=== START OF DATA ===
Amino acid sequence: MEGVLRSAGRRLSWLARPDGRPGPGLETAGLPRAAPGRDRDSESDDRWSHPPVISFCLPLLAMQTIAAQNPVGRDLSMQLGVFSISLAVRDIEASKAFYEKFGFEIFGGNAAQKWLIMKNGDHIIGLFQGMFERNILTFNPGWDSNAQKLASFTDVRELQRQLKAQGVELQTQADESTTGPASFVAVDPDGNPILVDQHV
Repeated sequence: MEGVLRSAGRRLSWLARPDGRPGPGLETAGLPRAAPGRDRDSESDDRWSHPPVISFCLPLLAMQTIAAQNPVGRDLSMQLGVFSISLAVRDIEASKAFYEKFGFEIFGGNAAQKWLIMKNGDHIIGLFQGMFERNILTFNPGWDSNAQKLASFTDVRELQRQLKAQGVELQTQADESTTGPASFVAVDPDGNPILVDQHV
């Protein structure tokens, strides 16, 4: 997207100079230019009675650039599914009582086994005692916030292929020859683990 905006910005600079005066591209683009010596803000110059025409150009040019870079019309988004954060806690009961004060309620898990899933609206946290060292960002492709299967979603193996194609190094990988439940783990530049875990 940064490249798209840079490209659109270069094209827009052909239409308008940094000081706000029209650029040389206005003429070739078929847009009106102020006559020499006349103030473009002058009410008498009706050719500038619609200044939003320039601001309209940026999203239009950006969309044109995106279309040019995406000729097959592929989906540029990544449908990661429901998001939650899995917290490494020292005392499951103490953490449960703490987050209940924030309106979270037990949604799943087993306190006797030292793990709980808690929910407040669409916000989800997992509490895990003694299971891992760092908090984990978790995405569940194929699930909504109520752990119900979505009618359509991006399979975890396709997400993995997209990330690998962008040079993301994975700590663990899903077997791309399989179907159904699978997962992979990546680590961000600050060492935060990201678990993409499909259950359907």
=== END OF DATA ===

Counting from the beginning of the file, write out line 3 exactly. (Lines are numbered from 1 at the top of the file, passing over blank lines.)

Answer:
């Protein structure tokens, strides 16, 4: 997207100079230019009675650039599914009582086994005692916030292929020859683990 905006910005600079005066591209683009010596803000110059025409150009040019870079019309988004954060806690009961004060309620898990899933609206946290060292960002492709299967979603193996194609190094990988439940783990530049875990 940064490249798209840079490209659109270069094209827009052909239409308008940094000081706000029209650029040389206005003429070739078929847009009106102020006559020499006349103030473009002058009410008498009706050719500038619609200044939003320039601001309209940026999203239009950006969309044109995106279309040019995406000729097959592929989906540029990544449908990661429901998001939650899995917290490494020292005392499951103490953490449960703490987050209940924030309106979270037990949604799943087993306190006797030292793990709980808690929910407040669409916000989800997992509490895990003694299971891992760092908090984990978790995405569940194929699930909504109520752990119900979505009618359509991006399979975890396709997400993995997209990330690998962008040079993301994975700590663990899903077997791309399989179907159904699978997962992979990546680590961000600050060492935060990201678990993409499909259950359907």